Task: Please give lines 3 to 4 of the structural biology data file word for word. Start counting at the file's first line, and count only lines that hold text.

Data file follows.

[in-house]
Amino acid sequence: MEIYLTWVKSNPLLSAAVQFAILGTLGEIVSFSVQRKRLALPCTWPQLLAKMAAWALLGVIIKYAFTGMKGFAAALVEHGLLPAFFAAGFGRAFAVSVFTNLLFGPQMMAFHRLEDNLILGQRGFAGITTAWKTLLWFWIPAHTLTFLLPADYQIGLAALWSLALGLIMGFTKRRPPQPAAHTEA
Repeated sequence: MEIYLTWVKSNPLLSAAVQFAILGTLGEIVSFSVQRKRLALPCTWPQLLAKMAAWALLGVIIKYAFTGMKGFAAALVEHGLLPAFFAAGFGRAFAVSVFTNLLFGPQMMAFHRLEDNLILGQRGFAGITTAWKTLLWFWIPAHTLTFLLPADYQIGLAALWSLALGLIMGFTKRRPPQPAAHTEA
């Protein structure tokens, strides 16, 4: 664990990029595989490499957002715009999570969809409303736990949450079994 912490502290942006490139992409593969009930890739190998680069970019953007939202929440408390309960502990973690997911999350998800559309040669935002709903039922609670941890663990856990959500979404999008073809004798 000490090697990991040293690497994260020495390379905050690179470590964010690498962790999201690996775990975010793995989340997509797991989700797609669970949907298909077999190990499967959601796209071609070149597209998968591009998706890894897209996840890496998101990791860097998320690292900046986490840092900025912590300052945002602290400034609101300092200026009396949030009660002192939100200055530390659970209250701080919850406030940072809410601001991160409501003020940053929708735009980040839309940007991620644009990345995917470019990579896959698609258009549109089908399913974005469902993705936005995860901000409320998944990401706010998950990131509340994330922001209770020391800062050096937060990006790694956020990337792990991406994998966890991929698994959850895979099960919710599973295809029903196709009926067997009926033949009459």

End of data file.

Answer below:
Repeated sequence: MEIYLTWVKSNPLLSAAVQFAILGTLGEIVSFSVQRKRLALPCTWPQLLAKMAAWALLGVIIKYAFTGMKGFAAALVEHGLLPAFFAAGFGRAFAVSVFTNLLFGPQMMAFHRLEDNLILGQRGFAGITTAWKTLLWFWIPAHTLTFLLPADYQIGLAALWSLALGLIMGFTKRRPPQPAAHTEA
């Protein structure tokens, strides 16, 4: 664990990029595989490499957002715009999570969809409303736990949450079994 912490502290942006490139992409593969009930890739190998680069970019953007939202929440408390309960502990973690997911999350998800559309040669935002709903039922609670941890663990856990959500979404999008073809004798 000490090697990991040293690497994260020495390379905050690179470590964010690498962790999201690996775990975010793995989340997509797991989700797609669970949907298909077999190990499967959601796209071609070149597209998968591009998706890894897209996840890496998101990791860097998320690292900046986490840092900025912590300052945002602290400034609101300092200026009396949030009660002192939100200055530390659970209250701080919850406030940072809410601001991160409501003020940053929708735009980040839309940007991620644009990345995917470019990579896959698609258009549109089908399913974005469902993705936005995860901000409320998944990401706010998950990131509340994330922001209770020391800062050096937060990006790694956020990337792990991406994998966890991929698994959850895979099960919710599973295809029903196709009926067997009926033949009459």